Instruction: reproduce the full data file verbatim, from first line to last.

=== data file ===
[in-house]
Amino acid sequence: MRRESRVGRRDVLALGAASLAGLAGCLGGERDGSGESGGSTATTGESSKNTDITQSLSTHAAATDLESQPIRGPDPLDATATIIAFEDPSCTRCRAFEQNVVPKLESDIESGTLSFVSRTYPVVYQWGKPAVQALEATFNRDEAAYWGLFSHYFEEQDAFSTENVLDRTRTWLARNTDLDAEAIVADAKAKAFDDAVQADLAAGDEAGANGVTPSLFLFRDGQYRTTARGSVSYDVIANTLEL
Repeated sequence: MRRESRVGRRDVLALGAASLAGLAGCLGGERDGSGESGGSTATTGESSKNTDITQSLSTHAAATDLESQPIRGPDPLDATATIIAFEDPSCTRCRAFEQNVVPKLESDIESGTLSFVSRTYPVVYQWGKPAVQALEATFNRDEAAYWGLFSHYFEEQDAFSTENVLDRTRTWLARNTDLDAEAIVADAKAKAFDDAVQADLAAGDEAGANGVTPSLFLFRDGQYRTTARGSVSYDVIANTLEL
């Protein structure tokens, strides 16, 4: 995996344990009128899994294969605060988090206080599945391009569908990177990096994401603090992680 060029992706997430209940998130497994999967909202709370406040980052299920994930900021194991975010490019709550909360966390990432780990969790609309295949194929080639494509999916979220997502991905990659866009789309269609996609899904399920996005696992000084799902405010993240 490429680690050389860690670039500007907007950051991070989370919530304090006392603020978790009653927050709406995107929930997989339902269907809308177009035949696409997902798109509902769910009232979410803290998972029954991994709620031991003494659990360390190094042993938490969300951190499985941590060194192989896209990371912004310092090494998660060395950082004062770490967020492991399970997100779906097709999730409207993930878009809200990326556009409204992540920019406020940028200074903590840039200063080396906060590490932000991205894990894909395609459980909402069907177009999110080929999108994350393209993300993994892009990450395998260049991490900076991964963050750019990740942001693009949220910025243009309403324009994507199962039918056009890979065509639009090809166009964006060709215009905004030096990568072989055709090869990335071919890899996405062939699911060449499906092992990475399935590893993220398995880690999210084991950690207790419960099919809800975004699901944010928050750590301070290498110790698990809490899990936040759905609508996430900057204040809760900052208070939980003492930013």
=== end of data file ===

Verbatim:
[in-house]
Amino acid sequence: MRRESRVGRRDVLALGAASLAGLAGCLGGERDGSGESGGSTATTGESSKNTDITQSLSTHAAATDLESQPIRGPDPLDATATIIAFEDPSCTRCRAFEQNVVPKLESDIESGTLSFVSRTYPVVYQWGKPAVQALEATFNRDEAAYWGLFSHYFEEQDAFSTENVLDRTRTWLARNTDLDAEAIVADAKAKAFDDAVQADLAAGDEAGANGVTPSLFLFRDGQYRTTARGSVSYDVIANTLEL
Repeated sequence: MRRESRVGRRDVLALGAASLAGLAGCLGGERDGSGESGGSTATTGESSKNTDITQSLSTHAAATDLESQPIRGPDPLDATATIIAFEDPSCTRCRAFEQNVVPKLESDIESGTLSFVSRTYPVVYQWGKPAVQALEATFNRDEAAYWGLFSHYFEEQDAFSTENVLDRTRTWLARNTDLDAEAIVADAKAKAFDDAVQADLAAGDEAGANGVTPSLFLFRDGQYRTTARGSVSYDVIANTLEL
């Protein structure tokens, strides 16, 4: 995996344990009128899994294969605060988090206080599945391009569908990177990096994401603090992680 060029992706997430209940998130497994999967909202709370406040980052299920994930900021194991975010490019709550909360966390990432780990969790609309295949194929080639494509999916979220997502991905990659866009789309269609996609899904399920996005696992000084799902405010993240 490429680690050389860690670039500007907007950051991070989370919530304090006392603020978790009653927050709406995107929930997989339902269907809308177009035949696409997902798109509902769910009232979410803290998972029954991994709620031991003494659990360390190094042993938490969300951190499985941590060194192989896209990371912004310092090494998660060395950082004062770490967020492991399970997100779906097709999730409207993930878009809200990326556009409204992540920019406020940028200074903590840039200063080396906060590490932000991205894990894909395609459980909402069907177009999110080929999108994350393209993300993994892009990450395998260049991490900076991964963050750019990740942001693009949220910025243009309403324009994507199962039918056009890979065509639009090809166009964006060709215009905004030096990568072989055709090869990335071919890899996405062939699911060449499906092992990475399935590893993220398995880690999210084991950690207790419960099919809800975004699901944010928050750590301070290498110790698990809490899990936040759905609508996430900057204040809760900052208070939980003492930013």